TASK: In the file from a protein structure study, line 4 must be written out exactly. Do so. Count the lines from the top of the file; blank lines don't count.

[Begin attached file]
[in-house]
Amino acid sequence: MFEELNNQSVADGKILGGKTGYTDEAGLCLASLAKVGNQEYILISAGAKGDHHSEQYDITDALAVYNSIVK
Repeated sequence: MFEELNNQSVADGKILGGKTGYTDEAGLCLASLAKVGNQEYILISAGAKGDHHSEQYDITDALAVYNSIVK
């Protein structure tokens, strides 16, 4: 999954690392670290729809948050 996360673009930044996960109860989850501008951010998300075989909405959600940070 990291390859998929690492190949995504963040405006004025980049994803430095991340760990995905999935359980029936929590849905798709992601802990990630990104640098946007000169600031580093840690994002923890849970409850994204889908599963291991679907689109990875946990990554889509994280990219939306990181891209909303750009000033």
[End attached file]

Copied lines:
């Protein structure tokens, strides 16, 4: 999954690392670290729809948050 996360673009930044996960109860989850501008951010998300075989909405959600940070 990291390859998929690492190949995504963040405006004025980049994803430095991340760990995905999935359980029936929590849905798709992601802990990630990104640098946007000169600031580093840690994002923890849970409850994204889908599963291991679907689109990875946990990554889509994280990219939306990181891209909303750009000033």